What would certainly stop the process cold is if Republicans reprise the Bush-era fantasy of Social Security privatization. And yet that is exactly what many Republicans, including some running in Massachusetts, are proposing.
But Democrats are, if anything, in even greater denial. In their zeal to make a wedge issue out of Social Security, they are committing themselves to an unrealistic hard line on the issue, virtually ensuring that anything coming from Obama's deficit commission will be dead on arrival.
This is a national strategy of House Democrats. Huffington Post's Ryan Grim reported last week that Speaker Nancy Pelosi has maneuvered to be able to procedurally block the commission's proposal if it includes any cuts to Social Security or Medicare.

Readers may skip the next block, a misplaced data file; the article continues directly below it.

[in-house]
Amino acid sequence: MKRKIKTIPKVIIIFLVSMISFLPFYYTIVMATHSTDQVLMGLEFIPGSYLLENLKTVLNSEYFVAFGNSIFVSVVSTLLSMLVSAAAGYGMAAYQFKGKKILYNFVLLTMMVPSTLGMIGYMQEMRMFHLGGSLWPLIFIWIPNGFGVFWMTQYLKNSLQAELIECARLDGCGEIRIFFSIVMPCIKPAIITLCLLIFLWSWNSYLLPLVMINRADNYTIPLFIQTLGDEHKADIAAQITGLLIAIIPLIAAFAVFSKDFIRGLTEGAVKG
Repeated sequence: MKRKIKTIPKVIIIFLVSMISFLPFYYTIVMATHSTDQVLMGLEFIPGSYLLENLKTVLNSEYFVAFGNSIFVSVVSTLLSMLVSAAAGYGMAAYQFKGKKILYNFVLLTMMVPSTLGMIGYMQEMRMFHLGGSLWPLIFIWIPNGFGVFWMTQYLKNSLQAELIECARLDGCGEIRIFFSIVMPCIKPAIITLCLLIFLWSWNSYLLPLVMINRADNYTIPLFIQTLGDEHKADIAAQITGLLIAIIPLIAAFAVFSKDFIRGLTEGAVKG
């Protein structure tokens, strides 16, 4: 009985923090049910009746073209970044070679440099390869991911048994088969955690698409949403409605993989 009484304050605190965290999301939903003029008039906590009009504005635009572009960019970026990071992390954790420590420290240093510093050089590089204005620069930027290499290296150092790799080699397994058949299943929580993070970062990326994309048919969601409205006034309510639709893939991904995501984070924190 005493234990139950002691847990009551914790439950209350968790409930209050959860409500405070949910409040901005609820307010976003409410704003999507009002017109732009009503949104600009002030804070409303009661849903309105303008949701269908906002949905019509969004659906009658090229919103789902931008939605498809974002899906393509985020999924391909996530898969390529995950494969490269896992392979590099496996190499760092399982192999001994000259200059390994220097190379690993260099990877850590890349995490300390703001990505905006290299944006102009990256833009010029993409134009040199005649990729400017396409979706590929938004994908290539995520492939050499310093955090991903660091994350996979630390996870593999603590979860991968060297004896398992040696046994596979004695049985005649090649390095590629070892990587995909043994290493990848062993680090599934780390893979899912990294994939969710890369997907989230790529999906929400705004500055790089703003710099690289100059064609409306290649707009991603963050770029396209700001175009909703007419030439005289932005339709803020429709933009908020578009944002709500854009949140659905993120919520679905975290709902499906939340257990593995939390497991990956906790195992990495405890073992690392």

That is irresponsible and outright dangerous to the country's economic health.
Here in Massachusetts, Barney Frank and Niki Tsongas have criticized their Republican opponents, Sean Bielat and Jon Golnik, for proposing means-testing and raising the retirement age. Tenth District candidate Bill Keating is hammering Jeff Perry for favoring a higher retirement age — after previously attacking his Democratic primary opponent for the same position.
That may win votes; there's good reason they call Social Security the third rail of politics. But at least Bielat, Golnik, and Perry are putting something on the table. That's more than Frank, Tsongas, and Keating have done.
: The Editorial Page
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